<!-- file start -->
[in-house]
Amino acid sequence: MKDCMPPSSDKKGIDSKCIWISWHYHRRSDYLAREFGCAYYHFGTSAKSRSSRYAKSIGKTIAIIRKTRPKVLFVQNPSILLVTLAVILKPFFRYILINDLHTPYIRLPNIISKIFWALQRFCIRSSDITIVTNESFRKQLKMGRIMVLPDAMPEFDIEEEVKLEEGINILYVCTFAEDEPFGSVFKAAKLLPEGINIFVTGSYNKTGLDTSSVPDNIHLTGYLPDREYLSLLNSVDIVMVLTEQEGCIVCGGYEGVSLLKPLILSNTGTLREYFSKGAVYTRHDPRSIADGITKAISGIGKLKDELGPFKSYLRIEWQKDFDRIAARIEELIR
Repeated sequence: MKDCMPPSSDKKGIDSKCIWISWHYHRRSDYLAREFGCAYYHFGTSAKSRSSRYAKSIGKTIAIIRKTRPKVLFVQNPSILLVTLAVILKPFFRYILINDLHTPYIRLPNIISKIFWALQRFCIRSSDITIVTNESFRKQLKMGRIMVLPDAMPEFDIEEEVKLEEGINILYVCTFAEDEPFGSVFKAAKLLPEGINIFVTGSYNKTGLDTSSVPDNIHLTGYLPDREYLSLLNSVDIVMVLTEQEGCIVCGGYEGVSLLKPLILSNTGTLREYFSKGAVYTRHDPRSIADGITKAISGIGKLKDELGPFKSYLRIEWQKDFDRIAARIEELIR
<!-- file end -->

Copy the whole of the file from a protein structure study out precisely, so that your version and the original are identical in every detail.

[in-house]
Amino acid sequence: MKDCMPPSSDKKGIDSKCIWISWHYHRRSDYLAREFGCAYYHFGTSAKSRSSRYAKSIGKTIAIIRKTRPKVLFVQNPSILLVTLAVILKPFFRYILINDLHTPYIRLPNIISKIFWALQRFCIRSSDITIVTNESFRKQLKMGRIMVLPDAMPEFDIEEEVKLEEGINILYVCTFAEDEPFGSVFKAAKLLPEGINIFVTGSYNKTGLDTSSVPDNIHLTGYLPDREYLSLLNSVDIVMVLTEQEGCIVCGGYEGVSLLKPLILSNTGTLREYFSKGAVYTRHDPRSIADGITKAISGIGKLKDELGPFKSYLRIEWQKDFDRIAARIEELIR
Repeated sequence: MKDCMPPSSDKKGIDSKCIWISWHYHRRSDYLAREFGCAYYHFGTSAKSRSSRYAKSIGKTIAIIRKTRPKVLFVQNPSILLVTLAVILKPFFRYILINDLHTPYIRLPNIISKIFWALQRFCIRSSDITIVTNESFRKQLKMGRIMVLPDAMPEFDIEEEVKLEEGINILYVCTFAEDEPFGSVFKAAKLLPEGINIFVTGSYNKTGLDTSSVPDNIHLTGYLPDREYLSLLNSVDIVMVLTEQEGCIVCGGYEGVSLLKPLILSNTGTLREYFSKGAVYTRHDPRSIADGITKAISGIGKLKDELGPFKSYLRIEWQKDFDRIAARIEELIR